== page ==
Young British people want international exchange schemes to continue after Brexit

by Ray Clancy on January 20, 2017

Young people in the UK want to see international educational exchange schemes such as Erasmus protected as the country sets about leaving the European Union, new research has found.

Every year around 7,000 British language students benefit from a year abroad through Erasmus+, an EU programme managed in the UK by the British Council in partnership with Ecorys UK, improving their language skills either at university or working as Language Assistants.

StudentIn addition, approximately 3,000 UK school staff bring benefits to their schools with physical and virtual exchanges across Europe through Erasmus+.

There are concerns that Brexit could seriously impact on funding for these kind of schemes, but a survey by the British Council has found that 74% of people aged 18 to 24 believe that opportunities for young people to experience other languages and cultures must be maintained.

‘The benefits of Erasmus+ for the UK cannot be underestimated. It allows young people to broaden their horizons and to gain vital skills by studying or working abroad,’ said Ruth Sinclair-Jones, director of the Erasmus+ UK National Agency based at the British Council.

‘To lose participation would be a huge loss to a generation that obviously values such opportunities and the international experience that they bring. We must do everything we can to ensure the Erasmus+ scheme and other similar opportunities are protected as the UK prepares to leave the European Union,’ she added.

In addition to Erasmus+, school exchanges and teaching schemes, such as the British Council’s Language Assistants programme, are other popular options currently available for young people in the UK to spend time abroad.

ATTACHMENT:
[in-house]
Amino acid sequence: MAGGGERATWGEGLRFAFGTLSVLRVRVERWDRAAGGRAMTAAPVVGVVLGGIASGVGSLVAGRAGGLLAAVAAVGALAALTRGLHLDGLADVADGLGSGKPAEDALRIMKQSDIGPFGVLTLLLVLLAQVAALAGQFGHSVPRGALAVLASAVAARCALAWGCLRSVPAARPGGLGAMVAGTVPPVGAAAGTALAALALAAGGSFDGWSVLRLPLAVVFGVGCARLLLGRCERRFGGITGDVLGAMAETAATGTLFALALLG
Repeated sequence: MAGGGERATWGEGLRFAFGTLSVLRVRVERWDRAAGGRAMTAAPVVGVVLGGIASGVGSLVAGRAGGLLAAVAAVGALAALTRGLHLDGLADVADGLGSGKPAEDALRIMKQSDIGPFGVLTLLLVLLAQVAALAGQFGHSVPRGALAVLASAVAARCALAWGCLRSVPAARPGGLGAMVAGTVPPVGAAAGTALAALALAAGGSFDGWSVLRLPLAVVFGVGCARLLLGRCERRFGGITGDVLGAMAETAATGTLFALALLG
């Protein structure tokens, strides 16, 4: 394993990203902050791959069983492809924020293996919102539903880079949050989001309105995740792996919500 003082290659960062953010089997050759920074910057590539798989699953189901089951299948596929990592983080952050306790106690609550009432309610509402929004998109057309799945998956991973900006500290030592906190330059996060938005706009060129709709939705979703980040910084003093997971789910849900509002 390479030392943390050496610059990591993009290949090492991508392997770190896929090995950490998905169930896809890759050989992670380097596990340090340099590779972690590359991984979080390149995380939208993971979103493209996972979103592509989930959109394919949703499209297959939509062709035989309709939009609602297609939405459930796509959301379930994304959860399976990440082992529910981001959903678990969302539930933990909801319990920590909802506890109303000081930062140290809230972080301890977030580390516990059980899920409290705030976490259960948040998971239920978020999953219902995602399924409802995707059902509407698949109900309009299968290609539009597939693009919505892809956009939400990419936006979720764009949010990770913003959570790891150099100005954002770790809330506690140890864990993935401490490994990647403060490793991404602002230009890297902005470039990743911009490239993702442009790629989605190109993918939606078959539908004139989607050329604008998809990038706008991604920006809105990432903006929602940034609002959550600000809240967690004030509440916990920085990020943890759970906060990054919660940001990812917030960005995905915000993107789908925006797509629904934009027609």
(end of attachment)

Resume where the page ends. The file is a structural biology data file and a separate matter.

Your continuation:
A 2014 study on behalf of the British Council found that among university language students, 62% said an international exchange influenced their decision to study the subject, while a study in August 2016 found 83% of students believed that study abroad had strengthened their job prospects.

However, in a separate study the same year just 39% of British secondary schools were found to run traditional exchange trips involving a stay with a host family. There is concern that losing opportunities such as these will impact language learning more widely.

Vicky Gough, schools adviser at the British Council, pointed out that school exchanges are great opportunities to learn languages and experience new cultures. ‘The visits are a light bulb moment for some, and inspire them towards languages, boosting job prospects and connecting them with the wider world,’ she said.

‘As the UK comes to reposition itself on the world stage, languages matter now more than ever. And with the UK already facing a languages shortfall, we cannot risk losing opportunities which allow our young people to acquire these vital skills,’ she added.

The new research also found that 40% of 18 to 24 year olds claim to speak a foreign language well enough to hold a basic conversation in that language, compared to 21% of 45 to 54 year olds, 24% of 55 to 64 year olds and 25% of those aged 65 and over.

Some 24% of 18 to 24 year olds claim to speak a foreign language to a high standard, compared to 5% of 45 to 54 year olds, 4% of 55 to 64 year olds and 7% of those aged 65 and over.

However, 49% of 18 to 24 year olds admit to being embarrassed by their lack of foreign language skills, compared to 41% of 45 to 54 year olds, 40% of 55 to 64 year olds and 41% of those aged 65 and over.

Some 83% of 18 to 24 year olds agreed that speaking more than one language is an important skill to have and 86% said it would bring greater employment opportunities.

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